Macau, China Travel Guide and Travel Information

Macau, China Travel Guide and Travel Information

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Macau, China Travel Guide and Travel Information
The Ruins of St. Paul’s – a 16th century historic center in Macau also known as “Mater Dei”

 

The Macau Travel Guide: An Introduction

Macau or Macao is an administrative region in the People’s Republic of China (PRC). Located across from the PRC’s other administrative region of Hong Kong, Macau is bounded by the Guangdong Province on the north and surrounded by the South China Sea to the south and east. Manufacturing, tourism, and gambling all bring a lot of revenue into the region. Geographically, the Chinese SAR (special administrative region) is segmented into four primary districts. The first district, the Macau peninsula, is linked to China and is the hub for most travel activity.

The island of Taipa is located south of the peninsula and can be accessed by three bridges. It is mainly comprised of a residential area and is the base for the region’s airport. Coloane, the southernmost island, is home to Macau’s popular beaches and a golf course. The isle is not as populated as other parts of Macau because of its rocky terrain. Cotai, a strip of land that connects Taipa and Coloane, is home to the world’s biggest casino, the Venetian.

 

Getting Acquainted with the Area

Since tourism plays such an important role in Macau’s economy, this condensed Macau travel guide will help you create just the ideal itinerary. Read the info below and you’ll find compiling a list of things to do in Macau will become a simpler process.

 

 

Things to Do in Macau, China

 

Gambling and Dog Racing: Two Featured Pastimes for Locals and Visitors

As already indicated, gambling is a major pastime in Macau. Places like the Sands Casino regularly see thousands of people from mainland China every day. The majority of gambling casinos are found on the south side of Macau. Travelers who gamble in the casinos are required to be at least 18 years of age. Besides casino gambling, visitors and locals enjoy greyhound racing on the peninsula too. Payouts on the dogs are made in either Hong Kong dollars or the Macanese pataca.

 

Bungee Jumping at the Macau Tower

The Macau Tower is a popular site for sky jumping and bungee jumping. Sport climbing is also a pursuit that is practiced on the tall spire. The tower, which rises in height to 1,109 feet, features an observation deck, Skywalk X, which allows visitors to walk on the tower’s outer rim, and shops, theaters, and restaurants. The observation lounge, on the 61st floor, not only offers a great view of Macau, it contains glass flooring in certain sectioned areas that will give you the sensation of walking on air.

 

Popular Beach Areas

If you like to swim, then you’ll appreciate Macau’s two swimming areas on Coloane Cheoc Van and Hac-Sa are the primary beaches on the island. Swimmers can also swim or relax by the pool at resort properties. Both cyclers and hikers have a variety of opportunities to bike or walk in either of two Macanese islands.

 

See Macau in the Fall to Enjoy a More Temperate Climate

The best time to see Macau is in the cooler part of year, or October and November. At that time, the temperatures are mild and the humidity is low. If you go during the summer, be prepared for ultra hot weather as well as the possibility of the infrequent typhoon. Summer is an especially propitious time for water skiers at the resorts too.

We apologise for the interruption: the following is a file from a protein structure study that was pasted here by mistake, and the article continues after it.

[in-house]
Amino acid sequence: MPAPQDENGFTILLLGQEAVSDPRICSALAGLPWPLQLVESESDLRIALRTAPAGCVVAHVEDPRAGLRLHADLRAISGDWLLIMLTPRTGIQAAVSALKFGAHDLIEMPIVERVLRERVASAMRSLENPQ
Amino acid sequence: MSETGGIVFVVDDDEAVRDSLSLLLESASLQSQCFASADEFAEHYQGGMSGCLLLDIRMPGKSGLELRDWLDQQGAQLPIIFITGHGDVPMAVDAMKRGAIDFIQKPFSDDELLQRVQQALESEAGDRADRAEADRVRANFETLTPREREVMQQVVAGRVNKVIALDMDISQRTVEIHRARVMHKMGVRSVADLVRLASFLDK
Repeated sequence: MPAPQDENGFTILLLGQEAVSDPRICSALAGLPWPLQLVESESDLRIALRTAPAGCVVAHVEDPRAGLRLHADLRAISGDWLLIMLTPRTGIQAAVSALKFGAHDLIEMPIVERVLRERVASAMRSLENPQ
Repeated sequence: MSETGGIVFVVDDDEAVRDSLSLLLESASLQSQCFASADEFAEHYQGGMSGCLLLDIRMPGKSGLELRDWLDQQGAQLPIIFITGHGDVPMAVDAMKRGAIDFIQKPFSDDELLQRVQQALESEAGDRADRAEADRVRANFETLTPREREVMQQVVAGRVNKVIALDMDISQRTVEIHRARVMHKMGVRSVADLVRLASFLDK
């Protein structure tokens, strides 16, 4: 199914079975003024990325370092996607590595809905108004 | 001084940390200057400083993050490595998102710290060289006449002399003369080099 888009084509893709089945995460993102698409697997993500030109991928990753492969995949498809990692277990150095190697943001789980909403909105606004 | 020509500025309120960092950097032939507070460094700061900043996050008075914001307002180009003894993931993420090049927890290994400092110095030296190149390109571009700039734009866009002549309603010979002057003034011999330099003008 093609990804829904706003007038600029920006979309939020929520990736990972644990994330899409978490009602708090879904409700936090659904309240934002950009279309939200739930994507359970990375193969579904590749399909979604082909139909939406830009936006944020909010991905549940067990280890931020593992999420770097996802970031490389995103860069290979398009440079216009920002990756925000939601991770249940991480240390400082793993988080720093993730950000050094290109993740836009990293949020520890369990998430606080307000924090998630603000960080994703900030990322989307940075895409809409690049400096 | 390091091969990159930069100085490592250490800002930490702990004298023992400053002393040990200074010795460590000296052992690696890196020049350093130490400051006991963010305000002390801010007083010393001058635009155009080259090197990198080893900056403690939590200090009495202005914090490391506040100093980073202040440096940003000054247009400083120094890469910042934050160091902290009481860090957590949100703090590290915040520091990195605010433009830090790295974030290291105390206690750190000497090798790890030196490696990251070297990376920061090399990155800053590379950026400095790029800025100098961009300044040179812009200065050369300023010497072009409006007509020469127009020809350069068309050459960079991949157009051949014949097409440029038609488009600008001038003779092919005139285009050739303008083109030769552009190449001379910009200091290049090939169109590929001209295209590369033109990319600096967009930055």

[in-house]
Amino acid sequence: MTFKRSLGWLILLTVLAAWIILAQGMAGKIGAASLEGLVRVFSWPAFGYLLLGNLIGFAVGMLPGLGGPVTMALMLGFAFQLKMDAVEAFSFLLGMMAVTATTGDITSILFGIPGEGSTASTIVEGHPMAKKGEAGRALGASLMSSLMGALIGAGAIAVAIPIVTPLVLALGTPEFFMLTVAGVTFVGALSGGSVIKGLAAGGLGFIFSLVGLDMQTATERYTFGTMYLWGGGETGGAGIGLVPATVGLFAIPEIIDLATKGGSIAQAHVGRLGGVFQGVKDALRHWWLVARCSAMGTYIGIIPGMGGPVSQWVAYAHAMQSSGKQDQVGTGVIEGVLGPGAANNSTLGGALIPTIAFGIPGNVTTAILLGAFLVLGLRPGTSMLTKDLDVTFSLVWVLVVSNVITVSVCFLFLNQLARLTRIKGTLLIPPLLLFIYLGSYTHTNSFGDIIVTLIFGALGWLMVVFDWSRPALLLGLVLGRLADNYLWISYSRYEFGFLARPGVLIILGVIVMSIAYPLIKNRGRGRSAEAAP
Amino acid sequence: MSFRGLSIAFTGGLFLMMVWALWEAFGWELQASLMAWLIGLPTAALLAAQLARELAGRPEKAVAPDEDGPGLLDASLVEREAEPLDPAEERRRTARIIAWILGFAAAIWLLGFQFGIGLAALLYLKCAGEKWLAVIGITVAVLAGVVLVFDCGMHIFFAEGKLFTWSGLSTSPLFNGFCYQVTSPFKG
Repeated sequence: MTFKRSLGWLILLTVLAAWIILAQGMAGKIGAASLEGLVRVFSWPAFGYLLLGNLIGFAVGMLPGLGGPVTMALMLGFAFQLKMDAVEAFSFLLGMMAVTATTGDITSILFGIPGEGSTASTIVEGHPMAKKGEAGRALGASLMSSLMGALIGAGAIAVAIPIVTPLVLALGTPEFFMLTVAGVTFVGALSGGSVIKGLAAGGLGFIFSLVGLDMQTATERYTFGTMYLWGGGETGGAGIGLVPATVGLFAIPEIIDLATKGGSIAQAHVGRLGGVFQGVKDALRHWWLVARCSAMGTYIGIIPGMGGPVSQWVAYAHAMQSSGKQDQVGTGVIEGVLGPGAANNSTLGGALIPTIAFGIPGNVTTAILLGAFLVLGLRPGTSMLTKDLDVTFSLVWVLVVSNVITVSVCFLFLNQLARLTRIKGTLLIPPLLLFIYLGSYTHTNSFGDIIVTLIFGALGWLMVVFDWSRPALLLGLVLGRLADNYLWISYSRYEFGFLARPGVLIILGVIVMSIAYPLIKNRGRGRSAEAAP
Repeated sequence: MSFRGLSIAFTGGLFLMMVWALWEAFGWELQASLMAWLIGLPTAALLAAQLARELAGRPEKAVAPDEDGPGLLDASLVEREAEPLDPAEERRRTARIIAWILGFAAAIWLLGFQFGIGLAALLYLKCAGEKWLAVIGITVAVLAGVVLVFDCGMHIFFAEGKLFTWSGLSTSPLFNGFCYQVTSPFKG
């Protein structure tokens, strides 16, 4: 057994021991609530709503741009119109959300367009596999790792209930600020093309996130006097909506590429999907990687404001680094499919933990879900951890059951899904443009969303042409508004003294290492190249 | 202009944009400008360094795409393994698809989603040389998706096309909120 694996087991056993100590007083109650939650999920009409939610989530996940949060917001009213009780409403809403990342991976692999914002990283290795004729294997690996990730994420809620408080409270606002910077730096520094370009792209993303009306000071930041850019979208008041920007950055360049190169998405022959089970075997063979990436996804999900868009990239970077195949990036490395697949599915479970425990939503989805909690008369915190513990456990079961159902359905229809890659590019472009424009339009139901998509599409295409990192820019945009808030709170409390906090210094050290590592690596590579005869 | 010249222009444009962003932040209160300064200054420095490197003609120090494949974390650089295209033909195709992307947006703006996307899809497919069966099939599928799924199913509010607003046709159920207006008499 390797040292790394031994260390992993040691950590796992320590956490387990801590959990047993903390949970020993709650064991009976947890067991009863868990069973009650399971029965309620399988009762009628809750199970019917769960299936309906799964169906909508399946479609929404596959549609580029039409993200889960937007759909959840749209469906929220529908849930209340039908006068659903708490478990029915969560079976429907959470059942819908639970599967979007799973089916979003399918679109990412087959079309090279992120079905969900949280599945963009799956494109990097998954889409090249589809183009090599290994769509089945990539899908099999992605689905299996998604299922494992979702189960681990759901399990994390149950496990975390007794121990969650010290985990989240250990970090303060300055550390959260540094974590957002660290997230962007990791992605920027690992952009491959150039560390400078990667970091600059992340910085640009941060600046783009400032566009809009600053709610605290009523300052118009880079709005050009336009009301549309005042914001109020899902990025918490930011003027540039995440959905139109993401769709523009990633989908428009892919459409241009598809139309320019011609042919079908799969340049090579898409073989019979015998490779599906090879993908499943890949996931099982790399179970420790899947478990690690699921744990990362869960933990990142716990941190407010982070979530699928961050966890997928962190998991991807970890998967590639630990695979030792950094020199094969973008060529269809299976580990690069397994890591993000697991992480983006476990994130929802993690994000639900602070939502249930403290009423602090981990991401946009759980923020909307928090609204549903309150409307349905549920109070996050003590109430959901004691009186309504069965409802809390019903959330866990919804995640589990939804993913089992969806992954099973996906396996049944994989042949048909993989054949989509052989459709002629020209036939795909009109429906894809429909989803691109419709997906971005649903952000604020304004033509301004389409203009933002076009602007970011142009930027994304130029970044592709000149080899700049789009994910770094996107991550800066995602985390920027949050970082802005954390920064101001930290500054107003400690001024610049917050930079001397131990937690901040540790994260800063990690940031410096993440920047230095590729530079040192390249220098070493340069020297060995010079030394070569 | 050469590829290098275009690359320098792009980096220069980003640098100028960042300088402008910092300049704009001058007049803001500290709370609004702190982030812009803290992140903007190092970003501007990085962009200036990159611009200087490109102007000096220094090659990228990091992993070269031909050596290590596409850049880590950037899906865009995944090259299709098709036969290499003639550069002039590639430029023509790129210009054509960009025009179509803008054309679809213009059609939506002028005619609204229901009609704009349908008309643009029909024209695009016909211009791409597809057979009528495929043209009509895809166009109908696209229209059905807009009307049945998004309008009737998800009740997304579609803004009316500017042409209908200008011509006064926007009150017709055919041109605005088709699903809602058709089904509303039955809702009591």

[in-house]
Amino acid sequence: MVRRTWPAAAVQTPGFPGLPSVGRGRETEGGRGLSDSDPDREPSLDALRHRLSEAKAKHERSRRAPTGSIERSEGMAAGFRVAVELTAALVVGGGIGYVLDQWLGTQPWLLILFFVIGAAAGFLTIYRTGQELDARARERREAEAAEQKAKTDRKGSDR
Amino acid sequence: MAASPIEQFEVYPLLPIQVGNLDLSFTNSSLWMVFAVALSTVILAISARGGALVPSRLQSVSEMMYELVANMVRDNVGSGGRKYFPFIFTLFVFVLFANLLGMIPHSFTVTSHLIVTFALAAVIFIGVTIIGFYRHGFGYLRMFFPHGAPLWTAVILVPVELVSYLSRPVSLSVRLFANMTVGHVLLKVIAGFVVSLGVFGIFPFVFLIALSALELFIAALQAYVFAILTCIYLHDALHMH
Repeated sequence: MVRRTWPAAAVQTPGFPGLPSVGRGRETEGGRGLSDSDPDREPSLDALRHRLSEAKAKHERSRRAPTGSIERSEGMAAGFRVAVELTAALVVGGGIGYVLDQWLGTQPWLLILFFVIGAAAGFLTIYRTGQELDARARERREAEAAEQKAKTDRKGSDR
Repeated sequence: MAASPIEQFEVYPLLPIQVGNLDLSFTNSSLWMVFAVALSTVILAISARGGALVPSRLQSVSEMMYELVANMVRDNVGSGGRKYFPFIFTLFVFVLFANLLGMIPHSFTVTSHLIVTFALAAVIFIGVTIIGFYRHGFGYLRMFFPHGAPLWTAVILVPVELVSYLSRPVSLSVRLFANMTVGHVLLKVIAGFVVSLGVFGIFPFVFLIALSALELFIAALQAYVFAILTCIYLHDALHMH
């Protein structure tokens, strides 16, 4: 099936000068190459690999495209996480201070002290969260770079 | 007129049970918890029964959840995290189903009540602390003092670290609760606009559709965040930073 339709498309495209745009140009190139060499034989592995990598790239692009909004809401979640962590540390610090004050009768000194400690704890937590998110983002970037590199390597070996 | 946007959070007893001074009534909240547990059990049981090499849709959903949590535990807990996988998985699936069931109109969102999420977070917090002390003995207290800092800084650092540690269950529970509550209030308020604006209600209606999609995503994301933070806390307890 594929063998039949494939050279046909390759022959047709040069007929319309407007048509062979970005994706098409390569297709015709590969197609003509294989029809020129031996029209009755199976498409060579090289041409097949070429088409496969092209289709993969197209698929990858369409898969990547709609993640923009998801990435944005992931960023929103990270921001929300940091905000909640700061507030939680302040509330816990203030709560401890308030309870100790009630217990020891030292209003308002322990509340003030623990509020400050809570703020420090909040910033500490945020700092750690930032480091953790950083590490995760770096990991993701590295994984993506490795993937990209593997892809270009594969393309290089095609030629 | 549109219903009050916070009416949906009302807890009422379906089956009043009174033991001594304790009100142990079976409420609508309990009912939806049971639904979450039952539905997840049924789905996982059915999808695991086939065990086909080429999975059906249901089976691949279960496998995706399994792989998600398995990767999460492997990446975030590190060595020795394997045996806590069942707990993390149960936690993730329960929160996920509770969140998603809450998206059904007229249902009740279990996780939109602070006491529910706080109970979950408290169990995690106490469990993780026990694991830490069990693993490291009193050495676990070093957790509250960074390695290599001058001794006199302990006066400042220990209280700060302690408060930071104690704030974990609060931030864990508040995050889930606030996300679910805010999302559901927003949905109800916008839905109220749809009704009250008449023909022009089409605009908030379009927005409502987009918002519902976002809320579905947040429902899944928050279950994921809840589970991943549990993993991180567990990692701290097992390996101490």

Religious Sites

Attractions on Macau are mainly made up of temples and religious buildings. For example, Chinese temples include the A-Ma temple (a Buddhist sacturary); the Tam Kung Temple on Coloane; the St. Lawrence Church; and the Lotus Temple (one of the most beautiful spiritual buildings in the world). The Kun Iam Temple, a well-known temple on Macau, is also a popular tourist attraction as is the Pou Tai Un Temple, which can be found on Taipa. The prayer hall inside the building features three images of the Buddha.

 

Hotels in Macau

While most hotels are located on the Peninsula, first-class accommodations are available in the other districts as well. Rates escalate during the weekends when locals from Hong Kong congregate at the casinos on Macau. To get a lower price then, opt for a package deal. Budget hotels are typically rated as 2-star accommodations while hotels that are moderately priced usually carry 3-star rankings.

 

Some of the Pricier Hotels

Really pricey Macau hotels include the Hotel Royal Macau, the Grandview Hotel, and the Casa Real Hotel, each which range from $600 to $900, on average, per night. A night spent at the Casa Real Hotel will place you in close proximity to the Fisherman’s Wharf and the Grand Prix and Wine museums.

 

Some Macanese Specialties

Known for its excellent cuisine, Macau is a noted dining destination on the Asian continent. Specialties include bacalhau (salted cod) and barbecued pork. Once an overseas territory of Portugal, you’ll note subtle Portuguese influences in some of the entrees that are served. Find most restaurants on the Macau peninsula and Portuguese specialties served in Taipa.

 

Exchanging Dollars for Pacatas and Vice-versa

If you’re exchanging currency in Macau, it takes eight of Macau’s patacas (MOPs) to equal one U.S. dollar. However, don’t leave the area with a lot of patacas in hand as the currency can be difficult to exchange elsewhere.